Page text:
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A book, a business, and a Master's degree: just the start of the journey

Onyinye Udokporo

Alumna of the MA Education, Policy & Society, School of Education, Communication & Society

21 September 2022

Onyinye Udokporo (MA Education, Policy and Society 2020) started a tutoring business at age 12, won Student of the Year at King’s College London and was named one of UK’s Top Ten Black University Students. Her first book, about her experience of dyslexia as a black woman, has been published on 21 September 2022. Here she explains why she thinks she had such a positive experience at King’s, and details how the Master’s gave her the tools both to write a book and grow a business.

Students must speak up about the support they need to thrive

My time at university was incredible, and that is largely because I was very proactive about asking for the support I needed, as a person with dyslexia.

The summer before I started my undergraduate, I came on to campus and built a relationship already with the support people – and I would regularly meet with the disability officer throughout my studies. I did all the assessments so that the university was able to put in place the right provisions for me, and that meant I could focus on my studies right from day 1.

I established a good relationship with my personal tutors, both at UG and PG, and thanks to all the support from across King’s, I managed to get really good grades, including distinction! I didn’t think that was possible, but once the provisions were put in place, I was capable to thrive.– Onyinye Udokporo, alumna of the School of Education, Communication & Society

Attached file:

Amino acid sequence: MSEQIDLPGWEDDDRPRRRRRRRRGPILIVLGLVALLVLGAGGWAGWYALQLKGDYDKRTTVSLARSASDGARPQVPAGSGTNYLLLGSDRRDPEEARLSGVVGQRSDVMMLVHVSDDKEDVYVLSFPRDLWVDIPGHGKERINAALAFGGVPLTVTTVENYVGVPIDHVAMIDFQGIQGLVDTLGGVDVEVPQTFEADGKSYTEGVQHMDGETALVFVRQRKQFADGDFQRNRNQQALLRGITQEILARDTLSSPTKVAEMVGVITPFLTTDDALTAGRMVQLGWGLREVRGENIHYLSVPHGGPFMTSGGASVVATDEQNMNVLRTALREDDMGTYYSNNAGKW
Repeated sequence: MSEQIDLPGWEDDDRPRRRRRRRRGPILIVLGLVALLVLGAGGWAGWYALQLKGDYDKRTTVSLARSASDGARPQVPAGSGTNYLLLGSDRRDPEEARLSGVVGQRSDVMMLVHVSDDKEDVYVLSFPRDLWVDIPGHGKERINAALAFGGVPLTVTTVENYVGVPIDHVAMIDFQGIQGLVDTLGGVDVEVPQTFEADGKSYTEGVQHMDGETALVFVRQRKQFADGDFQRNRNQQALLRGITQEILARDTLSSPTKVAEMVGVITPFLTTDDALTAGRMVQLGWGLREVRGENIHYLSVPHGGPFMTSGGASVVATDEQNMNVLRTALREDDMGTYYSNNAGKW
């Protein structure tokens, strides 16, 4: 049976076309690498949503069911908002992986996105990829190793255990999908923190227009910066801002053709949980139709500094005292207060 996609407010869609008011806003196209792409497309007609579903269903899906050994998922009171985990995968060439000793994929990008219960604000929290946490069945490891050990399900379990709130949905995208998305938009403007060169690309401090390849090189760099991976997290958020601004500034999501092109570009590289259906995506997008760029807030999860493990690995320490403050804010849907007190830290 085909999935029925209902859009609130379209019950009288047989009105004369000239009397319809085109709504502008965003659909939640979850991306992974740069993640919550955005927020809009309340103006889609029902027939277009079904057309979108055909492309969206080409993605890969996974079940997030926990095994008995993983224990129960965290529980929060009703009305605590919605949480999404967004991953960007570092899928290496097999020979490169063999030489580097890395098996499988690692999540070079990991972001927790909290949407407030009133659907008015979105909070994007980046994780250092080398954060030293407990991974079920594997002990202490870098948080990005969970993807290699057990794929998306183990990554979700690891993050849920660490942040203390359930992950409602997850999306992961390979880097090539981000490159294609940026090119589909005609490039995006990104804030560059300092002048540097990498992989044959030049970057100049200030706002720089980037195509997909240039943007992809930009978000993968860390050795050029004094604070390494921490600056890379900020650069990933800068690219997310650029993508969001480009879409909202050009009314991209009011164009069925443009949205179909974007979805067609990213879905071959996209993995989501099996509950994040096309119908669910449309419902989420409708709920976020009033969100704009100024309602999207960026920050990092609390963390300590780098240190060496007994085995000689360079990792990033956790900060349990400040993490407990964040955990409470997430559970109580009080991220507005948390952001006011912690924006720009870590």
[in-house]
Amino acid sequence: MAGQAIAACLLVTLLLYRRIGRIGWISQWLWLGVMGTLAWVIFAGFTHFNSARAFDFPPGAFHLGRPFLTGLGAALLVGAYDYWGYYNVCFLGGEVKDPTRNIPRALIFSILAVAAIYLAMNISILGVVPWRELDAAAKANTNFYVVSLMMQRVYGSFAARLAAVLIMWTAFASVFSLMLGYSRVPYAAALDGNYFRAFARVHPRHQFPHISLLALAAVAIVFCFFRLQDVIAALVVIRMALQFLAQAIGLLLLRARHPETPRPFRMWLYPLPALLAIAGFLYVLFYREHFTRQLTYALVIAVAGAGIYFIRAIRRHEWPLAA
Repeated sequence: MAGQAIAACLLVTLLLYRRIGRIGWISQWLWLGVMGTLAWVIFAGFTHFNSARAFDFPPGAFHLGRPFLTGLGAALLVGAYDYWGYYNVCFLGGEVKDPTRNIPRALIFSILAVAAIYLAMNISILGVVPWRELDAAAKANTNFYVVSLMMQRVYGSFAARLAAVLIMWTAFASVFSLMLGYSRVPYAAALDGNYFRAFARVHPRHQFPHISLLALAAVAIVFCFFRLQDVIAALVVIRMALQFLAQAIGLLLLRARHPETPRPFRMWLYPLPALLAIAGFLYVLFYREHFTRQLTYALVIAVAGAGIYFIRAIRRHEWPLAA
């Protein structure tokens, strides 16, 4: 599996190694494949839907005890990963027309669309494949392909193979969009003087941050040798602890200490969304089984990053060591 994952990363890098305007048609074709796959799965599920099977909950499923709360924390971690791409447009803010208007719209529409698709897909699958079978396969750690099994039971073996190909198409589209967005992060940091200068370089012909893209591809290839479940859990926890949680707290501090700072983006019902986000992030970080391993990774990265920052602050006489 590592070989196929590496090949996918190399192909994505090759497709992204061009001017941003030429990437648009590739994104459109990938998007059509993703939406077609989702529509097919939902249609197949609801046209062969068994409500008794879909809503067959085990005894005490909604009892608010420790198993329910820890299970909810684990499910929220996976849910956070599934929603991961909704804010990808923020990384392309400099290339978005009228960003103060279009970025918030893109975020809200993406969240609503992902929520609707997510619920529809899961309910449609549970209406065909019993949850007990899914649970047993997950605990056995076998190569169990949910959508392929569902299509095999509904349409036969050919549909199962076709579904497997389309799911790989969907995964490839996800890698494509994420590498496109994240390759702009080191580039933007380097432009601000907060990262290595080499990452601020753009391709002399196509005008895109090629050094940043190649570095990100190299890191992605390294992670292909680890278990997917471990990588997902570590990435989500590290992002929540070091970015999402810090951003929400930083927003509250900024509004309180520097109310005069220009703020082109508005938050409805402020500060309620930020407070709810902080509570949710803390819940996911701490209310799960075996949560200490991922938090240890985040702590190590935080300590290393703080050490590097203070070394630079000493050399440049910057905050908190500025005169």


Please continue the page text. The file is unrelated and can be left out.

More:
I think it’s important for universities to make the process easier and more visible for people with learning difficulties – as opposed to hidden behind countless clicks. On the other hand, we have to feel comfortable with disclosing our special needs. In my first year, I wasn’t sure who to disclose it to, beyond the disability officer, so they helped me tell my lecturers and tutors – and that was key to achieving my best possible grades.

My dyslexia means that I have a slower processing speed, and I sometimes need to be explained a concept two or three times to understand it thoroughly; but the person doing the explanation cannot be frustrated about repeating it, or I’ll feel inadequate and won’t learn well. Once they knew, my personal tutor was happy to have extra coffee catch-ups, where he would re-explain the essay writing techniques, for example, and that made such a difference! But it only happened because I was forthcoming, and positive about what I was learning, so the lecturers were happy to offer me that extra support.

They also made sure that I would not feel alienated by my special needs. One day during my Master’s, for example, I was unusually quiet in class, and the lecturers Tania de St Croix and Meg Maguire (both superstars! along with their colleague Emma Towers) wondered if something was wrong. I couldn’t read the presentation well as the powerpoint had a white background, and I need it to be more yellow to read comfortably – bright yellow is ideal. A middle ground is to use a cream background, so they decided that from then on, all the slides used in our class would have such a cream background, and the other classmates would also need to use it if they were presenting something. I felt guilty to make everyone change the colour of the slides, but the School handled that very well by building a sense of community, that we were all in this together.

Doing a Master’s in education was integral to my experience of writing a book

If I’m honest with myself, I always wanted to write a book – although, I didn’t think I would do it before the age of 30, or write about dyslexia. I'm an advocate of neurodiversity but I used to be embarrassed about it.

At one point I thought of becoming a Youtuber – as one does, nowadays. I did a video called ‘Dyslexia and me’, where I talked about my experience as a dyslexic person in education, compared to the examples that we are usually given: apart from Whoopi Goldberg, they are mostly (old) white men, and that really made me feel ‘other’ in my own community of neurodiverse people. Besides, neurodivergence is not talked about at all in ethnic minority communities. I am really lucky that my parents are liberal and so we talked about it, but most black people wouldn’t. And on the back of my video, I received a message on Instagram to ask me if I wanted to write a book about my dyslexic journey!